Two Ways to Invest in Hydraulic Fracturing

Keith Kohl

Written By Keith Kohl

Posted May 24, 2013

When James Marshall found gold at Sutter’s Mill, it sparked a craze that sent hordes of people out West seeking their own fame and fortune…

Of course, few found these things.

More than 300,000 people flooded to the Western United States in ten years’ time, and approximately one out of every 90 people in the U.S. was living in California.

Contrary to popular belief, both James and his employer John Sutter didn’t profit much from the California Gold Rush. The former was nearly bankrupt after becoming a partner in a mine, and the latter was in financial trouble only three years after the first gold discovery.

Now, I don’t bring this up to highlight the misfortunes of these two individuals — but there’s an extremely important lesson that investors stand to learn from this chapter in our country’s history.

You see, there was a group of investors that made money hand over fist during the Gold Rush: the folks selling the picks, shovels, gold panning equipment, and other supplies to hopeful gold-seekers.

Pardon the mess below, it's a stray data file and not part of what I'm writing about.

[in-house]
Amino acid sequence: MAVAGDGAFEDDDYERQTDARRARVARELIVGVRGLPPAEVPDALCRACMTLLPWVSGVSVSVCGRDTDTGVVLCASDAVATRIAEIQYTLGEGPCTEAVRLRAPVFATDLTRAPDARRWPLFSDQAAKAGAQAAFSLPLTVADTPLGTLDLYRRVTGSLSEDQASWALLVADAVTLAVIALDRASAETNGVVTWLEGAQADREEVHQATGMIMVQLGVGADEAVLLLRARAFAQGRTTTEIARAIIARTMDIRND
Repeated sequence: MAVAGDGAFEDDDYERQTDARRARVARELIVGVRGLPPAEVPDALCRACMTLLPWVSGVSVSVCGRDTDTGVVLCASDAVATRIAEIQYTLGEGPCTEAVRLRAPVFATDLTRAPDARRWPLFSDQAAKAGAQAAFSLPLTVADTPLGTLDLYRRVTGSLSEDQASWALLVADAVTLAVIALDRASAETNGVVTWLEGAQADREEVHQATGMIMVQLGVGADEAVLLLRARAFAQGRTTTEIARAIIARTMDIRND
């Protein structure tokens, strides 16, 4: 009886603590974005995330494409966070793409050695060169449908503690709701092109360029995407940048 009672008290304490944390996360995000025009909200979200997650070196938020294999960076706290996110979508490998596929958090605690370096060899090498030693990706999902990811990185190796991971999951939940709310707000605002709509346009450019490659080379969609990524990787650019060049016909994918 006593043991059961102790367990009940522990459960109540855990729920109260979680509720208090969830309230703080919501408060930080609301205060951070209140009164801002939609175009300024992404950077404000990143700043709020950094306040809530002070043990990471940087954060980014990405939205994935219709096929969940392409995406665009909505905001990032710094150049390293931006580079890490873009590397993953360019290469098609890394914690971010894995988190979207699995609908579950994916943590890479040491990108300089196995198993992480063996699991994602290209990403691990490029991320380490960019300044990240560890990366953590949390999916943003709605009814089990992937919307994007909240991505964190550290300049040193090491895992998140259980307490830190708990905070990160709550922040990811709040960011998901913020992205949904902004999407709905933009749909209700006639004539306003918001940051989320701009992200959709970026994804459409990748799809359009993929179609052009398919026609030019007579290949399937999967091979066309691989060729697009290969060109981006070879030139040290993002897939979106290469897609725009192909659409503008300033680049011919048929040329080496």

While these merchants probably never mined for an ounce themselves, they profited heavily from the Gold Rush, pocketing returns that would make any modern investor envious.

Today we find ourselves witnessing a similar opportunity, once again unfolding right here in the United States…

Only this time, the rush is for oil.

A Modern-Day [Black] Gold Rush

There’s a feverish rush in the U.S. to develop our unconventional oil resources.

Instead of individuals dropping everything to move out West, companies of all sizes are jockeying for control.

And that’s where hydraulic fracturing enters the fray.

Earlier this week, I showed you the focal point of our onshore oil boom, and particularly how a group of service companies are outperforming major oil companies.

Let’s take a step back for a second and look at the whole picture…

At last count, there were 1,769 oil and gas rigs operating in the United States.

The first telltale sign of shale activity is the direction in which companies are drilling. After all, wells must be drilled before companies can employ hydraulic fracturing to extract the resources.